A noteworthy consequence of being able to dismount via ‘hippy jump’ is that the board continues to roll along and bump into objects without you, this opens the possibility to run alongside the board and jump back on, the online community have already captured some outlandishly unlikely sequences on the shared webspace: Skate reel.
New game mode ‘Hall of meat’ has been added, which involves bailing and causing the most severe injuries possible. Getting rewarded for watching your character rag doll off wince-inducing drops is a gleefully shallow but entertaining addition to the game. Whilst airborne you are able to form various body shapes, and make gestures for extra points. New San Van contains some bigger, badder drops which creates chances for more impressive tricks and more death-defying falls alike.
Graphics are largely unchanged from the original, wandering around the detailed New San Van is still a visually impressive experience. Exploring different regions reveals a varied colour palette that helps to give different regions their own atmosphere.
All the sound effects of a board rolling, scraping and stomping around a city are replicated brilliantly. The soundtrack used is less memorable than Skate’s but there is a still great selection of tracks that dare to be different but are still great to play to. Music dynamic is effected by proximity to good skate spots, a nice feature that shows off the games full sound-scape. Skate-lingo laden voice acting is often able to raise a smile and there is enough variety that the same sound bites won’t get on your nerves.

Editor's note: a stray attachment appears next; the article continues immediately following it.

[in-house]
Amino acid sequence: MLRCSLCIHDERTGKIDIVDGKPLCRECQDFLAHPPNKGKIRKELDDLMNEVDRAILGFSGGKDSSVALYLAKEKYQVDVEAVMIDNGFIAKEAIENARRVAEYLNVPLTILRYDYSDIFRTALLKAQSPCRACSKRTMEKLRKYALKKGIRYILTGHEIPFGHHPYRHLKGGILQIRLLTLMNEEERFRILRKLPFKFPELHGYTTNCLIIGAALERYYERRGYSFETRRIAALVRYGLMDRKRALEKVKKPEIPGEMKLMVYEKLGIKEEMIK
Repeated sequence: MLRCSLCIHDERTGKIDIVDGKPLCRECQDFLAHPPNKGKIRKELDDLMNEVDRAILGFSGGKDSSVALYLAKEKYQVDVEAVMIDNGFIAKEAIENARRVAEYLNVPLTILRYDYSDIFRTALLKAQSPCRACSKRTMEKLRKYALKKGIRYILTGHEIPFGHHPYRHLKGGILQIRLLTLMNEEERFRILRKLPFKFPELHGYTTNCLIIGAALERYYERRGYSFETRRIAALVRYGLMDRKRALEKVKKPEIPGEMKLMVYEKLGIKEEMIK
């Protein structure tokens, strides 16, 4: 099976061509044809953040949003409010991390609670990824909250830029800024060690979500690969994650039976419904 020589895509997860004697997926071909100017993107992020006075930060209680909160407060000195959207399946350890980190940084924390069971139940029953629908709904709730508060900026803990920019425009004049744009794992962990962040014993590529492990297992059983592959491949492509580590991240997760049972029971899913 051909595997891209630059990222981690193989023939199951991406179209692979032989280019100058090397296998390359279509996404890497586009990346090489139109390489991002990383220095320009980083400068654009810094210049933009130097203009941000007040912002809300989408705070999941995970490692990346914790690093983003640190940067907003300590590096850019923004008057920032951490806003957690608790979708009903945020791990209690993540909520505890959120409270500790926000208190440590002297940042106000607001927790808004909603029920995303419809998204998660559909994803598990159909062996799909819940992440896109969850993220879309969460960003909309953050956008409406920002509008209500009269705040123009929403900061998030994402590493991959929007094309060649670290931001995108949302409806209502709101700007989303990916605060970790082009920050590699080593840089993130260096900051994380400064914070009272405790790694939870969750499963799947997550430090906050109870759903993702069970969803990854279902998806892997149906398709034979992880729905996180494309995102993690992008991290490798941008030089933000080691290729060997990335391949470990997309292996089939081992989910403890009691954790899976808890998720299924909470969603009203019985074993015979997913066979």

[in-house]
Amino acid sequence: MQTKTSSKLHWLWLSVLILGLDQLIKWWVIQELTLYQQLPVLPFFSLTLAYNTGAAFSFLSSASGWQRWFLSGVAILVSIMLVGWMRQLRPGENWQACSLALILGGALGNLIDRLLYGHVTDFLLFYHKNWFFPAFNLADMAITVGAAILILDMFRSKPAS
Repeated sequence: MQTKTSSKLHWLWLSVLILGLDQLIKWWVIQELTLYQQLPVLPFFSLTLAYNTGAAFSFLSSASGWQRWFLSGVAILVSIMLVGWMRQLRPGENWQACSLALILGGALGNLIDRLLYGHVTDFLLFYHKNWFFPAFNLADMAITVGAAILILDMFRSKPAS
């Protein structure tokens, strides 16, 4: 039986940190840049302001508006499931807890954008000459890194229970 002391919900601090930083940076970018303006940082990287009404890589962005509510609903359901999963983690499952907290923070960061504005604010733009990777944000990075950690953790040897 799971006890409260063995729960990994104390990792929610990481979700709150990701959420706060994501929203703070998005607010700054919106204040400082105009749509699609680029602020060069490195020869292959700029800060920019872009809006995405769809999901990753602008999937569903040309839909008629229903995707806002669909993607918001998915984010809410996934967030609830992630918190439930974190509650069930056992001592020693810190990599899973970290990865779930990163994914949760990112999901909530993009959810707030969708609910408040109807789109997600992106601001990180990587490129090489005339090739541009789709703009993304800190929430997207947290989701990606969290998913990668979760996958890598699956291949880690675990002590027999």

Overall the difficulty bar has been raised from Skate to ensure there is sufficient challenge for those who have already mastered the flick-it controls, but level of challenge can fluctuate wildly from first time successes to the incredibly tricky. Turn-based, trick-matching S.K.A.T.E mode makes an unwelcome return to the career mode where you have to perform a trick your opponent cannot match, five times. Waiting for computer controlled opponents to post a trick was a time consuming and repetitive task in Skate, Skate 2 sees the chore doubled when you have to take on two opponents in one round, this really should have been included for multiplayer only.
For online mutliplayer options: races, best trick jams, turn-based contests, co-op challenges and freeskate sessions are the order of the day. Major additions include the customizable create-a-spot and the hall of meat modes. At time of press hall of meat competitions involved taking it in turns getting off the board and jumping back on to trigger a physics glitch that launches your skater spinning into the air. Funny at first, but this mode does not nearly have the depth of skill or tactics to warrant sitting through five others players do the same thing and serves an amusing distraction only.
Fans of Skate will enjoying returning to San Van with a fresh set of challenges to knock down and will probably be set on buying Skate 2 anyway. Improvements are not really substantial enough to justify an entire game, more could have been done to create interesting goals in career mode and some challenges are unduly frustrating. Although this is an improvement on a truly innovative title this is probably the game Skate should have been and it just doesn’t quite have the spark second time round.
Reviewer’s note: The Xbox 360 version was tested for this review
New San Van looks crisp and detailed, character animations are excellent.
|How does our scoring system work?|
'Flick it' controls are, again, a triumph as are the new trick options. Career mode could have been made more interesting.
Varied sound track and highly realistic skating sound effects.
Loads of new challenges, endless filming possibilities.
A few key improvements in core gameplay, more of the same elsewhere.